Great, odd and downright screwball moments in 100 years of Ohio Stadium history
COLUMBUS, Ohio — Ohio Stadium turns 100 this week, and there’s reason to pay homage. It is so much more than just a building of concrete and turf and lights and noise where Ohio State plays football, and almost always wins. It is also something about love.
Look at the endless masses through the rolling years who have posed for pictures by the rotunda on the north end of the stadium, a feature that is an echo from ancient Rome. Some, it has been said, are buried with those photos.
Watch the man who now runs the stadium pull out the folder of the century-old notes and drawings of the guy who designed it — pages from the past so he can once again hear the architect’s voice. Especially this year.
Listen to the football historian who has not missed a Michigan game in Ohio Stadium in 72 years — except the 2020 COVID season — describing the time he attended only because his terminally ill wife insisted he go. She might not survive, but his streak certainly would.
To appreciate Ohio Stadium on its 100th birthday, we should remember how and why it started. World War I had just ended and Ohio State needed a new football home. The old field a half-mile east was so small, fans were climbing trees and sawing off parts of the fence to get a look at their Buckeyes. The school, driven by the big-stadium visions of athletics-minded engineering professor Thomas French, turned to an alum for ideas. That was an architect from Dayton named Howard Dwight Smith, who had grown up not far from the bicycle shop of Orville and Wilbur Wright.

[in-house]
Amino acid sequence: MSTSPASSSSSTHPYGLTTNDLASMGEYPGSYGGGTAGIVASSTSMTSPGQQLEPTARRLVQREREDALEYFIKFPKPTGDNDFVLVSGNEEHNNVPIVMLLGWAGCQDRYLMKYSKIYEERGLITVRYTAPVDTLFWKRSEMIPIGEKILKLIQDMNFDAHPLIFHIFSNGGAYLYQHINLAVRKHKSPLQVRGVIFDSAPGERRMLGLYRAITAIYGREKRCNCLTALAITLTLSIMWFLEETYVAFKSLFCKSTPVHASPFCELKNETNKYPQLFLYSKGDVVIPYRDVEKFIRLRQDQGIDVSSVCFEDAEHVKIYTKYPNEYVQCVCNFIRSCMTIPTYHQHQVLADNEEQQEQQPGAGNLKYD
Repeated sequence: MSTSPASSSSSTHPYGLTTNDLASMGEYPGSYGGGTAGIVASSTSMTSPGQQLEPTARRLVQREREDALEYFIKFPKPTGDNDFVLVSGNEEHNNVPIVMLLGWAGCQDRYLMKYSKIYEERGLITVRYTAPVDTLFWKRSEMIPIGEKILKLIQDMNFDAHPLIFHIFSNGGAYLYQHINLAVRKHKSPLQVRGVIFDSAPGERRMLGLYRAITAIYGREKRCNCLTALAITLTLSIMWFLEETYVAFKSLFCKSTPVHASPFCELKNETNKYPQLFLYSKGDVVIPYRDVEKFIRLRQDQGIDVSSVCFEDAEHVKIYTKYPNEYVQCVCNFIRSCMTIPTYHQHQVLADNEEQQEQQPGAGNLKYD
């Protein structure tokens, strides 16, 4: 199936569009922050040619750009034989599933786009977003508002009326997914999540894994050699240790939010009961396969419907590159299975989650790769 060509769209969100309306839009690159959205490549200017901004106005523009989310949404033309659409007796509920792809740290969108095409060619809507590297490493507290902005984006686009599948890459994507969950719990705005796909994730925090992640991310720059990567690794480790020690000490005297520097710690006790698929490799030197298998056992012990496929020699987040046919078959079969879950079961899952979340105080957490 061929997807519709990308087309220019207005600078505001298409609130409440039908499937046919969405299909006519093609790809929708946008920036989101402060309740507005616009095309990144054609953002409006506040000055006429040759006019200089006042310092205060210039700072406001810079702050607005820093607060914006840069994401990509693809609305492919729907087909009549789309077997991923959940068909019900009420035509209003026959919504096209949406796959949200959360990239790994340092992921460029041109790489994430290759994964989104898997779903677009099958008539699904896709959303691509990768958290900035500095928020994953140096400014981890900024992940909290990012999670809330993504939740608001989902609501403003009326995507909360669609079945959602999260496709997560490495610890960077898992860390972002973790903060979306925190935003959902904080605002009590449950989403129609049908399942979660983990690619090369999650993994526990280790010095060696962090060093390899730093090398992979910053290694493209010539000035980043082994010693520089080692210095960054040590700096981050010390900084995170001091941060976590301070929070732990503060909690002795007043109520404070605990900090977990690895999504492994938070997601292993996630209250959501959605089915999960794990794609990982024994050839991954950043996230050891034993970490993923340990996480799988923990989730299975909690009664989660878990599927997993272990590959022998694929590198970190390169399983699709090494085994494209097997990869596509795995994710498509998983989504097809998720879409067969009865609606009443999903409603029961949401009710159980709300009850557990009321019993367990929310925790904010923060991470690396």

How’d that turn out? Don Patko reached into the lower right drawer of his desk this week for Smith’s drawings and notes from back then. Officially, Patko is the assistant athletics director for facilities and capital building projects. He’s been here 33 years. In reality, he’s the keeper of the flame at Ohio State; the man who watches over, tends to — and treasures — Ohio Stadium.
“It’s our crown jewel, it’s our monument, it’s our responsibility during our time period (to take care of it),” he said. “Every boss before me and every boss after me has to have that feeling.”
“I walk this place most of the time when it’s empty. To look at the construction and how they did that, I’ve never done anything this good in my life and I’ve done a lot of very nice modern buildings. But to build an all-concrete reinforced stadium in 1921…”
Patko’s collection includes this thoughtful line that Howard Dwight Smith wrote more than a century ago after studying the Ohio State situation: “The popularity of football during the recent season has shown that great crowds will have to be accommodated at the game.”
More than 100 years later, nothing has changed about that. Ohio State was so determined to fund the project that parades were held on downtown streets. Officials were hoping for public donations to reach $600,000. They passed $1 million in three months. Among Smith’s thinking was a unique horseshoe-shape for the stadium, an upper deck and more than 60,000 seats. If put end-to-end, the wooden bleacher seats would have stretched 21 miles. Critics thought such a size was silly and extravagant, but not for long.